ILPA launches quarterly reporting template project

Whatever happens to the SEC rules, the trade group hopes the industry can unite to raise the floor on transparency.

The Institutional Limited Partners Association is launching a project that backers hope will create voluntary industry standards for quarterly private fund reporting.

ILPA says it wants to hear from GPs, LPs, fund administrators, vendors, law firms and other industry groups about how the industry can develop a new template for private funds’ quarterly fee and expense reports.

The US Securities and Exchange Commission’s embattled new private funds rules lends some urgency to the group’s cause. Regardless of what federal courts decide, the organisation sees an opportunity to bring clarity to the private funds’ market.

“We want to come up with a standardised list of fees and expenses that should be included in an updated, quarterly reporting template,” ILPA senior director Neal Prunier told affiliate title Private Funds CFO in an interview Tuesday, just after the group disclosed the project. “ILPA’s current template has nine categories for partnership expenses, but one is ‘other’. Under the SEC rules, ‘other’ doesn’t provide sufficient transparency. We want the list to be exhaustive, without being overwhelming, while providing LPs with greater consistency in disclosure from GP to GP.”

Private funds advocates have sued to vacate the SEC’s private fund rules. ILPA and some of its members have weighed in on that litigation, saying that while they’re not thrilled with everything in the rules package, they want the courts to preserve the commission’s right to regulate private markets. ILPA’s new efforts to come up with a fee and expense template are at once a salve – offering GPs a more-or-less ready-to-pour answer that will help them comply with the regulations if they’re allowed to stand – but also an olive branch that may help ease the tensions between GPs and LPs over the new private funds rules, or (depending on how the courts rule) the next round of private fund rules.

“We want this to be an industry-led effort,” Prunier said. “We want this to be something where the industry can converge and come up with solutions to show that we can create the alignment necessary for a fully functional private fund industry.”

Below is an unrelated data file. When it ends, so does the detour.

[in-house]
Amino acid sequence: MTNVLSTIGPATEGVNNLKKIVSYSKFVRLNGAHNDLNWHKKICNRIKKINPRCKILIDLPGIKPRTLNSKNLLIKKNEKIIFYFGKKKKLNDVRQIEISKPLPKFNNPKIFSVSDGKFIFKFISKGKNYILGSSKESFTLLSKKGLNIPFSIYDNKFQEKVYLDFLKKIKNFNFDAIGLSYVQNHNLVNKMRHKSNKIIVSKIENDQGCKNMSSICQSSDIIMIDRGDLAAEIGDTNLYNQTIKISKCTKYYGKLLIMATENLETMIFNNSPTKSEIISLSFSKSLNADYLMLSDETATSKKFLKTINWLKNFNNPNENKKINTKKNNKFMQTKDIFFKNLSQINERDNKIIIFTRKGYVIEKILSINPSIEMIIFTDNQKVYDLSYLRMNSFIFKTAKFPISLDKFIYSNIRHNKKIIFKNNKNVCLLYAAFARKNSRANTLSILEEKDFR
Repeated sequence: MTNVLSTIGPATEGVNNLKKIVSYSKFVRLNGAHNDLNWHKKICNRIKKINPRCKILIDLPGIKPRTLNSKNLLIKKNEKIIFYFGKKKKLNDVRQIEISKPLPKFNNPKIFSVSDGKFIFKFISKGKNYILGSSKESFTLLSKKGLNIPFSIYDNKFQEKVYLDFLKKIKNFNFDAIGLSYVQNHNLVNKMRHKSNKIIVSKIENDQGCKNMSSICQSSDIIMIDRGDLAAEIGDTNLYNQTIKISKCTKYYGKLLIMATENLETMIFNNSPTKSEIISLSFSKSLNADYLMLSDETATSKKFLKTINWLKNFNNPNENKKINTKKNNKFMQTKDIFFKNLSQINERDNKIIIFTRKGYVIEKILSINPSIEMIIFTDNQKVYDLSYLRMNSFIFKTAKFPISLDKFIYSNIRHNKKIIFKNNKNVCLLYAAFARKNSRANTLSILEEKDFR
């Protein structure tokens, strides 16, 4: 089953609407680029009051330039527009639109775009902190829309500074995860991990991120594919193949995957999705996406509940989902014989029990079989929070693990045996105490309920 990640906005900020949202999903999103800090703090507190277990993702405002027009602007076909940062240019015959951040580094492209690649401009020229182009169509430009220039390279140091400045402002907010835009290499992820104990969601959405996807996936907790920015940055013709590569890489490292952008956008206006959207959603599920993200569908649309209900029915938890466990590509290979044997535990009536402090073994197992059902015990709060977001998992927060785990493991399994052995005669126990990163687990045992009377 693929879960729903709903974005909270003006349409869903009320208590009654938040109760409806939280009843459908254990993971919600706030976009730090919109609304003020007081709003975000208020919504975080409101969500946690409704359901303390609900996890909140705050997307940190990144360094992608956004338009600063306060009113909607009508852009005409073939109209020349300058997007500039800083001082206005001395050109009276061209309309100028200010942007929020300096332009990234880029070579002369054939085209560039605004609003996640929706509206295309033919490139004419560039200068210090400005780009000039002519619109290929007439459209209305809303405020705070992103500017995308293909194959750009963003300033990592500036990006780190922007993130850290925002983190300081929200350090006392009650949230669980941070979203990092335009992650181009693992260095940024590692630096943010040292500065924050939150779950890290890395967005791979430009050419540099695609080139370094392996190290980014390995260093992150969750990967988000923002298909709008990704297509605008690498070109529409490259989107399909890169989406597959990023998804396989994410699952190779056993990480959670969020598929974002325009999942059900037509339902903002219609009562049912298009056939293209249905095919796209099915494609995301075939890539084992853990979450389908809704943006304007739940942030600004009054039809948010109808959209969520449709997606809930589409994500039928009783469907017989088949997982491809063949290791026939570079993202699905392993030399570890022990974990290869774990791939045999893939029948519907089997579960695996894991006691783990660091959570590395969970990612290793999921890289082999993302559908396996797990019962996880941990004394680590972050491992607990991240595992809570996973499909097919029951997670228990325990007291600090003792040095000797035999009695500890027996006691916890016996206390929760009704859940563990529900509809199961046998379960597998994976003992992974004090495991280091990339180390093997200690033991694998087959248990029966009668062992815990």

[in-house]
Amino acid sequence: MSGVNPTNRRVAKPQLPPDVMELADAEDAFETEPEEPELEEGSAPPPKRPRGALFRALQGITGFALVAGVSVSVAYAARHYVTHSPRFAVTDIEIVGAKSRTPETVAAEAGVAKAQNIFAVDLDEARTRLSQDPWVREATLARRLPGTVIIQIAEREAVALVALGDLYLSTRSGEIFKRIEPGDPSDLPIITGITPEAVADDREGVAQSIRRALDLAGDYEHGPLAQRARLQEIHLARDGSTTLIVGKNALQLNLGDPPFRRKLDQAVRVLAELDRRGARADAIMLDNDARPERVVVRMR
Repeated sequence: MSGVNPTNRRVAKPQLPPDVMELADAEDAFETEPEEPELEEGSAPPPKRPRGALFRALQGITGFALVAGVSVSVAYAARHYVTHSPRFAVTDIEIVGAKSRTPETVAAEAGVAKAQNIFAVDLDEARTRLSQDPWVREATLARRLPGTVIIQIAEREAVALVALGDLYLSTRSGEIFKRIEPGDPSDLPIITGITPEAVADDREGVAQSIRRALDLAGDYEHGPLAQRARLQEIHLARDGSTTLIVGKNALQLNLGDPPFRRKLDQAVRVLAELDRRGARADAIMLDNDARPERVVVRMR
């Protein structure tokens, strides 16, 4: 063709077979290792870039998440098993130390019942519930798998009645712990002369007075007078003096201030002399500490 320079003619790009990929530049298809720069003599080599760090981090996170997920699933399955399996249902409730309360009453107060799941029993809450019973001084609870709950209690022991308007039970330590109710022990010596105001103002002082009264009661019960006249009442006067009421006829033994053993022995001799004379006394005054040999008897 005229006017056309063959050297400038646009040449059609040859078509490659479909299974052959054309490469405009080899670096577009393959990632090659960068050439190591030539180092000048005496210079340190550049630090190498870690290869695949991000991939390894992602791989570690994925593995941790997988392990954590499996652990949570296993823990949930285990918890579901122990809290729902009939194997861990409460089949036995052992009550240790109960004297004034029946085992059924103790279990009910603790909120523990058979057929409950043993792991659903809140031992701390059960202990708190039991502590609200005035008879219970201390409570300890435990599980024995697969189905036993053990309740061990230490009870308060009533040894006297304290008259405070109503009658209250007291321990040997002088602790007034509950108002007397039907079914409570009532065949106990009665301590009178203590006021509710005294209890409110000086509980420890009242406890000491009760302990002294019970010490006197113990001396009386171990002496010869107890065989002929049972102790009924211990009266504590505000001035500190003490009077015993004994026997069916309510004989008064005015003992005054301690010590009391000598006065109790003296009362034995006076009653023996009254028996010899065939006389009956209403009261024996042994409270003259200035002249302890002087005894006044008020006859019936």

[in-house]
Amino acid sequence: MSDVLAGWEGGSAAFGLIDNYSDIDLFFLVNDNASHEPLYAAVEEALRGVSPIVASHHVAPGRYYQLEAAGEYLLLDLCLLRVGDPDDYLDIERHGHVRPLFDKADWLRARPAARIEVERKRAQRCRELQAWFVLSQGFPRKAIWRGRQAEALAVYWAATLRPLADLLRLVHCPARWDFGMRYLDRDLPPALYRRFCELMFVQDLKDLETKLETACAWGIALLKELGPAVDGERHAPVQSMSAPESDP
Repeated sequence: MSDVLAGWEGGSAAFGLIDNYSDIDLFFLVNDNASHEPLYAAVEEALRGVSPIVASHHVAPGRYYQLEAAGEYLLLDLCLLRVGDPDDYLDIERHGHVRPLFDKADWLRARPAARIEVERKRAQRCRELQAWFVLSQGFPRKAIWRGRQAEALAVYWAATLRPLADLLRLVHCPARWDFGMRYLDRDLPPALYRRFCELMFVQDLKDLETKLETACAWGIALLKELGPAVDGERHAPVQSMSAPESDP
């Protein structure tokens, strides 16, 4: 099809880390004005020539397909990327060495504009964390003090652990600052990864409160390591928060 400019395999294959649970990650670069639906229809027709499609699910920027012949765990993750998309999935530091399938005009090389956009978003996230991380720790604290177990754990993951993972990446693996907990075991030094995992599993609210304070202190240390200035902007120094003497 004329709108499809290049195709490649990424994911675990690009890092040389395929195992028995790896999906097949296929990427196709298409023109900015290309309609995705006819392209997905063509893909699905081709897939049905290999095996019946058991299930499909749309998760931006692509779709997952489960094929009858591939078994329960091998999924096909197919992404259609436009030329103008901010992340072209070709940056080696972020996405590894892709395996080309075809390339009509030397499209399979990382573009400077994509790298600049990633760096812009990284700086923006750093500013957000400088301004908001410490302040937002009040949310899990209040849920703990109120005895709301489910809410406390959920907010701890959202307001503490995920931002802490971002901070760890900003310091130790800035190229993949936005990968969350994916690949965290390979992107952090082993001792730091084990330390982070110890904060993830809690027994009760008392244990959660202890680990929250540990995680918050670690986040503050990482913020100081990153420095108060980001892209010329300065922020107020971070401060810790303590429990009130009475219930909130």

As it relates to secondaries transactions, the private fund advisers rules voted through last year mean GPs either based in the US or with US investors must obtain a fairness opinion or a valuation opinion from a third party in continuation fund transactions.

Registered private equity fund sponsors will also have 60 days from the end of each quarter to report GP-led secondaries deals, the removal of a general partner, investor-led liquidations or other “termination events” under the regulator’s Form PF rules.

‘We want to push this forward’

The initiative already has at least six GPs behind it, Prunier said. In the hours after ILPA announced the project, at least 40 other firms or organisations responded to ask about getting involved, he said.

Under the SEC’s sweeping private funds rules, adopted by a divided commission late last summer, registered private equity managers are required to distribute quarterly reports on their fees and expenses across 16 different categories.

ILPA has pushed for standardised fee and expense accounting since at least 2016, when it launched its initial fee and expense reporting template. Regardless of what happens to the SEC’s rules, LPs’ demands for consistency, clarity and openness are not likely to go away, Prunier said.

“These are the next, natural evolutions of ILPA standards and templates,” Prunier said of the new project. “We want to push this forward even if the rules are vacated.”

If allowed to stand, the SEC’s quarterly reporting requirements take effect in March 2025. ILPA says it wants to open a public comment period on its new template by May, with the final version published in June or July.

“If ILPA wasn’t doing this, every GP would need to be doing this kind of thing independently,” Prunier said. “And they already are, in many respects. We want to work with those groups so that what they put out there can be as standardised as possible across the industry.”